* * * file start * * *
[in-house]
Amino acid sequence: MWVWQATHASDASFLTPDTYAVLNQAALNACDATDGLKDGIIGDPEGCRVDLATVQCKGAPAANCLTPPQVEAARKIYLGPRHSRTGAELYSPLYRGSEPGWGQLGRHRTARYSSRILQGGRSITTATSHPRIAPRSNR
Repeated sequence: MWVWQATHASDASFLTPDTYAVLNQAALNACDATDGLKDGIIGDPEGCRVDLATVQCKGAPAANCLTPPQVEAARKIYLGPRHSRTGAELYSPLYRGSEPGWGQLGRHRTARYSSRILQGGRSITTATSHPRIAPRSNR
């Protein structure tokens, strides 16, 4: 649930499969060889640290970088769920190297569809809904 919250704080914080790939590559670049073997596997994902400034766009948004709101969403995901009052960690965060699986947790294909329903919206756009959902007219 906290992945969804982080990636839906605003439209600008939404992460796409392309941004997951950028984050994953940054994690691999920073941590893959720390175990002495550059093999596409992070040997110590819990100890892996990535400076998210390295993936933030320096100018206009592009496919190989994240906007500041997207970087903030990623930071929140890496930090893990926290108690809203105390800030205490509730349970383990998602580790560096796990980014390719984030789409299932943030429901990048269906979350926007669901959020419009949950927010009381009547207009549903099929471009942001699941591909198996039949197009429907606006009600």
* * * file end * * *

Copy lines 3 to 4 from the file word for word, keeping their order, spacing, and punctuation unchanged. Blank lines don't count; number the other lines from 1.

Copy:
Repeated sequence: MWVWQATHASDASFLTPDTYAVLNQAALNACDATDGLKDGIIGDPEGCRVDLATVQCKGAPAANCLTPPQVEAARKIYLGPRHSRTGAELYSPLYRGSEPGWGQLGRHRTARYSSRILQGGRSITTATSHPRIAPRSNR
């Protein structure tokens, strides 16, 4: 649930499969060889640290970088769920190297569809809904 919250704080914080790939590559670049073997596997994902400034766009948004709101969403995901009052960690965060699986947790294909329903919206756009959902007219 906290992945969804982080990636839906605003439209600008939404992460796409392309941004997951950028984050994953940054994690691999920073941590893959720390175990002495550059093999596409992070040997110590819990100890892996990535400076998210390295993936933030320096100018206009592009496919190989994240906007500041997207970087903030990623930071929140890496930090893990926290108690809203105390800030205490509730349970383990998602580790560096796990980014390719984030789409299932943030429901990048269906979350926007669901959020419009949950927010009381009547207009549903099929471009942001699941591909198996039949197009429907606006009600």